The two singles from the album, neither of which charted, remain a couple of my favorite songs from the 2000s still today. Willis wrote “If I Left You,” an acoustic guitar soaked masterpiece about a woman running through how she’d act if she left her man, in the wake of him actually leaving her. Her gorgeous cover of UK singer-songwriter Kirsty MacColl’s “Don’t Come The Cowboy With Me, Sunny Jim!” is even better; a stunning waltz about a woman’s stern warning to a man that she’s done being taken advantage of by players. Her vocal on the Spanish-flavored tune is perfection, a great example of Willis’ ability to wrap her distinct twang around a song.

Beyond “If I Left You,” Willis had a hand in writing three more tracks solo. “Not What I Had In Mind” is a mournful ballad about a woman “loving you now, though you’re no longer mine.” It’s a great lyric, but the production is lacking in steel guitar, an oversight leaving the track feeling unfinished. “Reason To Believe” is lush lullaby equating a woman’s ability to let go and live with the start of a romantic relationship. Willis’ vocal is the star here, a master class of control. The track forces her to whisper more than belt and she mostly pulls off the restraint with little difficulty. The title track, the final number Willis penned solo, is excellent, even though the melody could’ve stood for a bit more distinction.

Willis co-wrote two more tracks on Easy. “Getting to Know Me” “Getting to Me” is a mid-tempo mandolin drenched number penned alongside Gary Louris, a founding member of The Jayhawks, and a prominent co-writer on Dixie Chicks’ Taking The Long Way album. It’s a good song, but feels like a second-rate “If I Left You” sonically. “Wait Until Dark” found Willis collaborating with Rosanne Cash’s husband John Leventhal. The ballad is excellent, with Willis and Paczosa dressing it in a fabulous mandolin and acoustic guitar driven arraignment reminiscent of the work Cash would come to produce later in the decade.

Willis turned to her husband Bruce Robison for “What Did You Think,” an excellent ballad, and one of the strongest tracks on Easy thanks to its full melody and strong lyric. Paul Kelly wrote “You Can’t Take It With You,” Willis’ sole detour into bluegrass, a shift that would’ve benefited from a more energized vocal, but is great nonetheless. Blues Pianist and singer Marcia Ball wrote “Find Another Fool,” a steel and fiddle centric ballad about a woman done with a no good man that allows Willis to soar vocally.

I actually downloaded the two singles from Easy long before I went back and purchased the whole album. They remain my favorite of the tracks, likely due to their more commercial bent. The remainder of Easy is a mixed bag, more ballad driven than I was expecting with far less interesting arrangements than I thought would be here given how great the singles sounded. But Easy isn’t a bad album by any means and well worth revisiting if you’ve never heard it or haven’t given it a listen in a while.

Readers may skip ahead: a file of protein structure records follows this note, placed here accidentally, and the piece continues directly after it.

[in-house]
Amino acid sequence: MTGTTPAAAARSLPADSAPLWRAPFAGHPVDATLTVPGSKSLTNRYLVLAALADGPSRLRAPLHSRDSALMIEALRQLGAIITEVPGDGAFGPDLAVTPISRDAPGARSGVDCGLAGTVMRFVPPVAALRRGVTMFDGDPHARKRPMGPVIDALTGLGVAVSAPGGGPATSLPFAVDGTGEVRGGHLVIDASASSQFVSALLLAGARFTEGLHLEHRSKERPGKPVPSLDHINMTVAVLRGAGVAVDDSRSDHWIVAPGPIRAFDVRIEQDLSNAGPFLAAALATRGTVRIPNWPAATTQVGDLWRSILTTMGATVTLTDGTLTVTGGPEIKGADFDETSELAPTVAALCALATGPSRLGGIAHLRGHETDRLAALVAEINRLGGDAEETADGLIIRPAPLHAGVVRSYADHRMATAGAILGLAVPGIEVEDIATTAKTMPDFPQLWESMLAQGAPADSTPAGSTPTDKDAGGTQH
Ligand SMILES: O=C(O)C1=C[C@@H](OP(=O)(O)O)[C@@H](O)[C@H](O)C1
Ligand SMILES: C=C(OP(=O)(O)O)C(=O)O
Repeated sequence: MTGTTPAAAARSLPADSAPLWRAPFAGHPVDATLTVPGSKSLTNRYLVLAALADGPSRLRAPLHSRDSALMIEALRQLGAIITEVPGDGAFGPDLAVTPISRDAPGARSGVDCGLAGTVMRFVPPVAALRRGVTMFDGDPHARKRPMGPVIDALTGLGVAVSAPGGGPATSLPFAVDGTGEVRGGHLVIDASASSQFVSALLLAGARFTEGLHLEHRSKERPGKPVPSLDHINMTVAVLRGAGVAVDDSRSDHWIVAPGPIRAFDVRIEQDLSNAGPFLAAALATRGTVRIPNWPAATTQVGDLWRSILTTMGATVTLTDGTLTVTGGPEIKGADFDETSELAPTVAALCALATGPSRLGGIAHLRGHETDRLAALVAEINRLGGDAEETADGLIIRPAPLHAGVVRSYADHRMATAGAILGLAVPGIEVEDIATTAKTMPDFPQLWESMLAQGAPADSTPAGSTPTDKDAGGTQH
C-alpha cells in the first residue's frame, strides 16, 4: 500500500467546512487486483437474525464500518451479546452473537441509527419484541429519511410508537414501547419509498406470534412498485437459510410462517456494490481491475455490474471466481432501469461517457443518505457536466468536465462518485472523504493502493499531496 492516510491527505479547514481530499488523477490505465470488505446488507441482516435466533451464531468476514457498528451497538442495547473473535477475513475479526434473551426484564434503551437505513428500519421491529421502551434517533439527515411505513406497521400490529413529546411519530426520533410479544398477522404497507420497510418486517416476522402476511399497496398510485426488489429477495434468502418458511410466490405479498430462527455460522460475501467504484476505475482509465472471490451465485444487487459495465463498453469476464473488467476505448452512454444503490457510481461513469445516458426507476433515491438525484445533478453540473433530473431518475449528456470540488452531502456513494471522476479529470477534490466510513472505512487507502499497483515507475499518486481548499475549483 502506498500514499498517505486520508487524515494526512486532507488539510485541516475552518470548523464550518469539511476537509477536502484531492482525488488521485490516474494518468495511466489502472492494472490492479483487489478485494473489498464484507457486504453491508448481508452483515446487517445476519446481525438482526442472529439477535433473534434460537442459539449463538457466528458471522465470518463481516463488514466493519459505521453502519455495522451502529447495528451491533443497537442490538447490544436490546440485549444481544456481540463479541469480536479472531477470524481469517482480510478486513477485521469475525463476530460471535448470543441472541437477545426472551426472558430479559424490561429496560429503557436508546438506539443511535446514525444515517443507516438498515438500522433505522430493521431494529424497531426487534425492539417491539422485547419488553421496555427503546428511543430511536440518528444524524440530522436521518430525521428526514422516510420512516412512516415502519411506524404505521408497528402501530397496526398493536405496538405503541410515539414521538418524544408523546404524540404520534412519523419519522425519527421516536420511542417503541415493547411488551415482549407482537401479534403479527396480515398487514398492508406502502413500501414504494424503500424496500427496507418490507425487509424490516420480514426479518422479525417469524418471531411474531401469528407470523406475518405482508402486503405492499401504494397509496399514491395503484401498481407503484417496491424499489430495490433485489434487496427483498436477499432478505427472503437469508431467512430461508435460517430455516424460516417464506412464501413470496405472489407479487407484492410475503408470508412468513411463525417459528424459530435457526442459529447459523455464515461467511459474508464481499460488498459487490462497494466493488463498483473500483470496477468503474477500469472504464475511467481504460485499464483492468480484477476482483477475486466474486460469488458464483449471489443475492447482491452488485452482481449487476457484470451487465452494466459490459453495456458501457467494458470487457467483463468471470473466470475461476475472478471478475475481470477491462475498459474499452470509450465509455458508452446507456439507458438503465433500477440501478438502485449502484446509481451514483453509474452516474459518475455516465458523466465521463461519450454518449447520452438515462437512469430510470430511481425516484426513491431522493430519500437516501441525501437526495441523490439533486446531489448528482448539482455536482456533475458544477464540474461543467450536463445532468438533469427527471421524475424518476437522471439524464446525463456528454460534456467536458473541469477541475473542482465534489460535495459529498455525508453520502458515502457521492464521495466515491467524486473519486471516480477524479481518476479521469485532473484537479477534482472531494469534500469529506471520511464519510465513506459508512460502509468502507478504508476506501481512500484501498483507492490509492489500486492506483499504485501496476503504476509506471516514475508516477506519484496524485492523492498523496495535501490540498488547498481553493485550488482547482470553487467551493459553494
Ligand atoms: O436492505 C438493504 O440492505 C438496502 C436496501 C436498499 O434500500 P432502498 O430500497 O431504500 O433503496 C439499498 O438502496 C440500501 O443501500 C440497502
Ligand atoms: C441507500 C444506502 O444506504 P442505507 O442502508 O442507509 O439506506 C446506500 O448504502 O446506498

Grade: B

Album Review: Kelly Willis – ‘What I Deserve’

whatideserveThe indie phase of Kelly Willis’ career got underway with What I Deserve, which was released in February 1999 on the Rykodisc label. Produced by Dave McNair, Norman Kerner and Daniel Presley it appeared six years after her last full-length album, although an EP had appeared in the interim during her brief stint with A&M Records. Not surprisingly, What I Deserve failed to produce any radio hits, but it did manage to become her highest entry up to that time on the Billboard Top Country Albums chart, peaking at #30.

Kelly appears to have spent much of her down time between albums writing songs; she had a hand in writing six of What I Deserve‘s thirteen songs, with somewhat mixed results. The title track and “Take Me Down”, which was the album’s first single, are both somewhat dull co-writes with Gary Louris, but “Talk Like That”, her only solo songwriting effort on the disc, is quite good. Kelly’s husband Bruce Robison contributed two efforts, “Not Forgotten You” which became the album’s second single, and “Wrapped”, a nice mid-tempo number that should have been a hit — and eventually was when George Strait covered it and took it #2 in 2007. Not surprisingly, the two Robison numbers are among the album’s best songs, along with Paul Kelly’s “Cradle of Love”, which is my favorite from this album. Also noteworthy is “Fading Fast”, one of two co-writes with John Leventhal, which was the title of her 1996 EP for A&M.

What I Deserve‘s production is tasteful — contemporary, without being overdone or overloud, never drowning out Kelly’s honey vocals. It has just enough country elements to keep country fans happy — namely some very nice steel guitar work by Lloyd Maines. It would have benefited from a few more faster-paced songs, but while not every song is particularly memorable, there enough good moments to recommend it. CD copies are hard to find, but it is available digitally and is worth downloading.

Grade: B+

Album Review: Kelly Willis – ‘Kelly Willis’

kelly willisKelly’s third and final album for MCA was released in 1993. Tony Brown produced as before, but was joined by rock producer Don Was, and the overall sound is just a little rockier, but the record served up much the same recipe of brightly delivered country-rock as its predecessors, and met a similar fate commercially.